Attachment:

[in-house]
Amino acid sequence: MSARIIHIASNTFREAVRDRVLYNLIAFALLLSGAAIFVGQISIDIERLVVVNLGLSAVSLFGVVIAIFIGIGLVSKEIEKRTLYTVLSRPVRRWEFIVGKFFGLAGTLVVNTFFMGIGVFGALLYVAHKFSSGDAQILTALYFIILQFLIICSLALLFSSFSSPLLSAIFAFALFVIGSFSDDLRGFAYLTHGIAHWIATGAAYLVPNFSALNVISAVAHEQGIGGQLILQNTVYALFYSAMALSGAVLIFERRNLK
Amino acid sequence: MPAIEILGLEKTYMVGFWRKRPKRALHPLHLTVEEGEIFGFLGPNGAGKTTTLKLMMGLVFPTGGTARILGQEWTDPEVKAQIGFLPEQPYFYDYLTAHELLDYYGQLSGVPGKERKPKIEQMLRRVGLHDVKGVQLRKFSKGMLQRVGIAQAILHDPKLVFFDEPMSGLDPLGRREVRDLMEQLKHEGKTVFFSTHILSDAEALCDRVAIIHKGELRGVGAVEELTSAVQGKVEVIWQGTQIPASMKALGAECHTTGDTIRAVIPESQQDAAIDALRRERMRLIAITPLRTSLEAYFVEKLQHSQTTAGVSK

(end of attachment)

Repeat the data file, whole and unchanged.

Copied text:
[in-house]
Amino acid sequence: MSARIIHIASNTFREAVRDRVLYNLIAFALLLSGAAIFVGQISIDIERLVVVNLGLSAVSLFGVVIAIFIGIGLVSKEIEKRTLYTVLSRPVRRWEFIVGKFFGLAGTLVVNTFFMGIGVFGALLYVAHKFSSGDAQILTALYFIILQFLIICSLALLFSSFSSPLLSAIFAFALFVIGSFSDDLRGFAYLTHGIAHWIATGAAYLVPNFSALNVISAVAHEQGIGGQLILQNTVYALFYSAMALSGAVLIFERRNLK
Amino acid sequence: MPAIEILGLEKTYMVGFWRKRPKRALHPLHLTVEEGEIFGFLGPNGAGKTTTLKLMMGLVFPTGGTARILGQEWTDPEVKAQIGFLPEQPYFYDYLTAHELLDYYGQLSGVPGKERKPKIEQMLRRVGLHDVKGVQLRKFSKGMLQRVGIAQAILHDPKLVFFDEPMSGLDPLGRREVRDLMEQLKHEGKTVFFSTHILSDAEALCDRVAIIHKGELRGVGAVEELTSAVQGKVEVIWQGTQIPASMKALGAECHTTGDTIRAVIPESQQDAAIDALRRERMRLIAITPLRTSLEAYFVEKLQHSQTTAGVSK